In conclusion, investing now in a collective action challenge for climate change is not just about financing a project; it is about taking responsibility, demonstrating leadership, and working together to safeguard the planet’s future. Delaying action may jeopardise our ability to address climate change effectively and could result in missed opportunities for positive change. By acting now, you can contribute to a more sustainable, resilient, and equitable future for all.

Q: What’s the business case for a bank?

A: Perseus aims to unlock access to capital through better access to assurable data.

This can help banks to reduce their risks in lending to small and medium-sized enterprises (SMEs) by providing them with more reliable and trustworthy data on the sustainability performance of these businesses. Access to this data allows banks to better assess the risks associated with lending to these companies, which can potentially lead to lower default rates and higher returns, and create personalized lending recommendations for their customers.

Being able to offer bespoke incentives for SME customers to decarbonise can also help banks differentiate from competitors and build strong customer relationships. Additionally, Perseus can help banks to demonstrate their own sustainability commitments and meet regulatory requirements related to environmental, social, and governance (ESG) issues.

Q: What’s the business case for an energy company?

  1. Perseus will help energy companies support their customers to decarbonise, unlock funding, and reduce their administrative costs of sustainability reporting. Energy companies operate in a competitive environment where the ability to offer meaningful additional value and convenience to SME customers can help make a strong value proposition. As the energy sector becomes digital and more renewables come onstream, Perseus will help create material links between the funding of solutions and impact.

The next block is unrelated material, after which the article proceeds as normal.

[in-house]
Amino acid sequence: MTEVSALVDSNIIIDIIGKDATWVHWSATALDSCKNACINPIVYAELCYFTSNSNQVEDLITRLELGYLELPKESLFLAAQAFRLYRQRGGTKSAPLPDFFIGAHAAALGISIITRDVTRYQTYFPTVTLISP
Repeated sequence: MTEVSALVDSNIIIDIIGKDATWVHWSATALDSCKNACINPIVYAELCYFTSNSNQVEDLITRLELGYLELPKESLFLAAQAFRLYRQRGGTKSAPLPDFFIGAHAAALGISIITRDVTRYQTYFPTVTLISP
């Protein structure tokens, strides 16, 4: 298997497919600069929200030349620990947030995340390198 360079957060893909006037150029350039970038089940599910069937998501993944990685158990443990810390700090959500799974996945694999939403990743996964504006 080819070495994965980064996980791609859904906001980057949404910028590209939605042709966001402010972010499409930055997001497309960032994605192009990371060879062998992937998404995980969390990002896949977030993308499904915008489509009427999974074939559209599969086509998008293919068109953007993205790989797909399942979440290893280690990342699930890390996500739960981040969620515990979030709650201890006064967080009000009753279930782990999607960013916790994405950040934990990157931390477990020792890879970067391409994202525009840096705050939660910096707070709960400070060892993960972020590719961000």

Further, there is a strong likelihood that enabling automated energy-based (Scope 2) emissions will be mandated. Energy companies will benefit from being prepared for this and shaping the nature of future regulation.

Q: What’s the business case for an SME?

  1. Perseus will massively reduce the burden associated with SMEs’ sustainability reporting while enabling financial incentives to report and reduce their emissions. Sustainability reporting can be a time-consuming and resource-intensive process. A low-effort, low-friction way to do this allows SMEs to focus on their core business. The assurable data flow can also unlock access to capital by letting lenders or investors link preferential terms to assurable sustainability data. Additionally, by participating in Perseus, SMEs can grow their reputation with potential partners, customers, and employees, and gain access to a network of organisations that are committed to sustainability and responsible investment, which can provide valuable connections and resources for future growth.

Q: What is the business case for 3rd parties?
(e.g. accountants, accountancy software firms, carbon accountants, auditors, consultants and advisors)

  1. Perseus offers a compelling business case for carbon accounting firms, carbon analytics software providers, accountancy firms, auditors, consultants and advisors.

    By automating access to reliable and assurable data, Perseus can help these firms to offer new and bespoke services to their clients, streamline reporting processes, improve the quality of the data they work with and unlock access to assurance processes that don’t currently exist.

    It will also help them build a reputation as a socially responsible company, enhance brand value, and create new business opportunities.

    The continued drive to standardisation of sustainability reporting also makes it easier to compare the performance of different companies and identify areas for improvement. With a high likelihood that regulation around sustainability reporting will come into force, participating in Perseus also gives firms a valuable opportunity to engage with regulators and policymakers at an early stage, providing visibility of, and influence in, the details of these regulations.